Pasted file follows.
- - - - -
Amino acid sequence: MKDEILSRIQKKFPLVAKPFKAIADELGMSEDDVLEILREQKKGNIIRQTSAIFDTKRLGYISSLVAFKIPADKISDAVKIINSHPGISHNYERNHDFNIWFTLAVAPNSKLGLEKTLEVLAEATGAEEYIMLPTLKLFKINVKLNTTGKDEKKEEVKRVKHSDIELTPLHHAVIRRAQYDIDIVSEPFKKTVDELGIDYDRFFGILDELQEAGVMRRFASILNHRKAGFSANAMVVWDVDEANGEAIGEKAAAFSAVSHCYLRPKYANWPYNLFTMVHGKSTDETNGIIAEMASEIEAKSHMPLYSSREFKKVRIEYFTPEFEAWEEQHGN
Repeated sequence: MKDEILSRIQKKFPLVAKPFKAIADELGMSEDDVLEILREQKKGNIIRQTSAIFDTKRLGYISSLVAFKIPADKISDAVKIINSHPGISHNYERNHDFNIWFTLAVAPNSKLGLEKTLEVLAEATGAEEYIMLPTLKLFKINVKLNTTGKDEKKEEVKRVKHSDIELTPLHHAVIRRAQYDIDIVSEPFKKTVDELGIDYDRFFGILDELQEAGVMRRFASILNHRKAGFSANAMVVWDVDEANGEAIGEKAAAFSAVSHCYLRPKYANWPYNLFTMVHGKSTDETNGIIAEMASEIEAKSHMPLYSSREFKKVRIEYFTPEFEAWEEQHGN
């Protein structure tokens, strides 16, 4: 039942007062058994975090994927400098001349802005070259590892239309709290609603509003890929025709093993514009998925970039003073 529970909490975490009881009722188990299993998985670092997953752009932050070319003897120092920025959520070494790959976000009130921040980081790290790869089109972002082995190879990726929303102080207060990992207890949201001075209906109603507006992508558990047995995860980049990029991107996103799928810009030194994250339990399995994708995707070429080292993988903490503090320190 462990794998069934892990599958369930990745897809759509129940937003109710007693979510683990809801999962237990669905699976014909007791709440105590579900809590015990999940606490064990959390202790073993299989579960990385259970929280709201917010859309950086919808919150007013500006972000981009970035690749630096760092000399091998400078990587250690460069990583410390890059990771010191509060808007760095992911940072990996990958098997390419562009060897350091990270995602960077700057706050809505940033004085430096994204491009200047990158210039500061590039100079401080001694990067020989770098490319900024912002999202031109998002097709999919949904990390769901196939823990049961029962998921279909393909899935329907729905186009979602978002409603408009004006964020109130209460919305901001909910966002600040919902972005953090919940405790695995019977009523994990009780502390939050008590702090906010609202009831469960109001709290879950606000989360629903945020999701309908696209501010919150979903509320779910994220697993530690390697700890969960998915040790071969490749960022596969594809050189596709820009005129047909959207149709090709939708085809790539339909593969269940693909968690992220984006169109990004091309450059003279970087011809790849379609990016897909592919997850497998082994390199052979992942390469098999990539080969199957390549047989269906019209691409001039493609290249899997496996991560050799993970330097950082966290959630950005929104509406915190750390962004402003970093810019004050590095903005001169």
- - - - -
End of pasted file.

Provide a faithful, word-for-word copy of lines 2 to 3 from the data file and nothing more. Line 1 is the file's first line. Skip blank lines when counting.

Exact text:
Repeated sequence: MKDEILSRIQKKFPLVAKPFKAIADELGMSEDDVLEILREQKKGNIIRQTSAIFDTKRLGYISSLVAFKIPADKISDAVKIINSHPGISHNYERNHDFNIWFTLAVAPNSKLGLEKTLEVLAEATGAEEYIMLPTLKLFKINVKLNTTGKDEKKEEVKRVKHSDIELTPLHHAVIRRAQYDIDIVSEPFKKTVDELGIDYDRFFGILDELQEAGVMRRFASILNHRKAGFSANAMVVWDVDEANGEAIGEKAAAFSAVSHCYLRPKYANWPYNLFTMVHGKSTDETNGIIAEMASEIEAKSHMPLYSSREFKKVRIEYFTPEFEAWEEQHGN
């Protein structure tokens, strides 16, 4: 039942007062058994975090994927400098001349802005070259590892239309709290609603509003890929025709093993514009998925970039003073 529970909490975490009881009722188990299993998985670092997953752009932050070319003897120092920025959520070494790959976000009130921040980081790290790869089109972002082995190879990726929303102080207060990992207890949201001075209906109603507006992508558990047995995860980049990029991107996103799928810009030194994250339990399995994708995707070429080292993988903490503090320190 462990794998069934892990599958369930990745897809759509129940937003109710007693979510683990809801999962237990669905699976014909007791709440105590579900809590015990999940606490064990959390202790073993299989579960990385259970929280709201917010859309950086919808919150007013500006972000981009970035690749630096760092000399091998400078990587250690460069990583410390890059990771010191509060808007760095992911940072990996990958098997390419562009060897350091990270995602960077700057706050809505940033004085430096994204491009200047990158210039500061590039100079401080001694990067020989770098490319900024912002999202031109998002097709999919949904990390769901196939823990049961029962998921279909393909899935329907729905186009979602978002409603408009004006964020109130209460919305901001909910966002600040919902972005953090919940405790695995019977009523994990009780502390939050008590702090906010609202009831469960109001709290879950606000989360629903945020999701309908696209501010919150979903509320779910994220697993530690390697700890969960998915040790071969490749960022596969594809050189596709820009005129047909959207149709090709939708085809790539339909593969269940693909968690992220984006169109990004091309450059003279970087011809790849379609990016897909592919997850497998082994390199052979992942390469098999990539080969199957390549047989269906019209691409001039493609290249899997496996991560050799993970330097950082966290959630950005929104509406915190750390962004402003970093810019004050590095903005001169």